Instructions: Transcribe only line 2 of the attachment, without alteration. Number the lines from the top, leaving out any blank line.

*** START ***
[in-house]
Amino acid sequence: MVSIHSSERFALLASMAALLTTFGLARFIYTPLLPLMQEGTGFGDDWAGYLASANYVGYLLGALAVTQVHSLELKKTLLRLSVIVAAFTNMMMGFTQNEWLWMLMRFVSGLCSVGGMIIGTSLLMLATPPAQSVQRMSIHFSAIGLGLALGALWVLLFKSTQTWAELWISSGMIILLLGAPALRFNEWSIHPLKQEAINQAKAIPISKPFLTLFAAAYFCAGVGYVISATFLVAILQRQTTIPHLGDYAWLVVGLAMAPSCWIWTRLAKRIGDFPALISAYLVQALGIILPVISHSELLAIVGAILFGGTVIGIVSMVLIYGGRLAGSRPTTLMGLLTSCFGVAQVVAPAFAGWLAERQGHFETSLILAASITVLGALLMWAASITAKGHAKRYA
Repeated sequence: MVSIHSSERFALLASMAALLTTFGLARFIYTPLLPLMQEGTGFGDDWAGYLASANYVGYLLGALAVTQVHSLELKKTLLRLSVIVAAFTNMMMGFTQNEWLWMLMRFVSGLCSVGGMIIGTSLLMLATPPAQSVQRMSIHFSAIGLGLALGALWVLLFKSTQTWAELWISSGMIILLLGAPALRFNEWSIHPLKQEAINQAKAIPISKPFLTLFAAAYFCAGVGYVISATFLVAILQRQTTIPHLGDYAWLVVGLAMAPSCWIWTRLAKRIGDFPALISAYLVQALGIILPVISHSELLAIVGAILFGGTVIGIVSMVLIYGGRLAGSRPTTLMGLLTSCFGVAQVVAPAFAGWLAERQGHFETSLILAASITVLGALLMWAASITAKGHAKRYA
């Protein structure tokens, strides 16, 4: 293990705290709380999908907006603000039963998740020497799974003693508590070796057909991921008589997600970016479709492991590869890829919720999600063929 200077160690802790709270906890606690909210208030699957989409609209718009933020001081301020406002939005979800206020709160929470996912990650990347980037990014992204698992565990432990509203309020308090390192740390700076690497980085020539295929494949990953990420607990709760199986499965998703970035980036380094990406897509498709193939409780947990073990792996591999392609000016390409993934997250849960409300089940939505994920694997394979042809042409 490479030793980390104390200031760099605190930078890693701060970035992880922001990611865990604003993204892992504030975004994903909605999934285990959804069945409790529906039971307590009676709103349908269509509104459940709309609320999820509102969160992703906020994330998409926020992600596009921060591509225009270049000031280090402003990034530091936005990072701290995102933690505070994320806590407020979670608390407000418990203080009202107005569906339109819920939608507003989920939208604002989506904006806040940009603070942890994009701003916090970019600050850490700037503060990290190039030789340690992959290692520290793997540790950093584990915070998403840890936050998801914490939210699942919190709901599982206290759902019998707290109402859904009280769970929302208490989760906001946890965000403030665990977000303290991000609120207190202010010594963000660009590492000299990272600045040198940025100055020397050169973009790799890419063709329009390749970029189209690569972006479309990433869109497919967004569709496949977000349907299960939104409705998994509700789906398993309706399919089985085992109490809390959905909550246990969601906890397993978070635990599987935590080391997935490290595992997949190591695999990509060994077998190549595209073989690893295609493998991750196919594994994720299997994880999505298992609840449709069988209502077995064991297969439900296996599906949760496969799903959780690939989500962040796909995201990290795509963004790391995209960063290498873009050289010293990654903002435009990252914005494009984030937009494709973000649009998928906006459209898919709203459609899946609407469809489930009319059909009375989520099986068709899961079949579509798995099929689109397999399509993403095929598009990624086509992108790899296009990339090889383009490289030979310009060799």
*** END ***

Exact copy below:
Amino acid sequence: MVSIHSSERFALLASMAALLTTFGLARFIYTPLLPLMQEGTGFGDDWAGYLASANYVGYLLGALAVTQVHSLELKKTLLRLSVIVAAFTNMMMGFTQNEWLWMLMRFVSGLCSVGGMIIGTSLLMLATPPAQSVQRMSIHFSAIGLGLALGALWVLLFKSTQTWAELWISSGMIILLLGAPALRFNEWSIHPLKQEAINQAKAIPISKPFLTLFAAAYFCAGVGYVISATFLVAILQRQTTIPHLGDYAWLVVGLAMAPSCWIWTRLAKRIGDFPALISAYLVQALGIILPVISHSELLAIVGAILFGGTVIGIVSMVLIYGGRLAGSRPTTLMGLLTSCFGVAQVVAPAFAGWLAERQGHFETSLILAASITVLGALLMWAASITAKGHAKRYA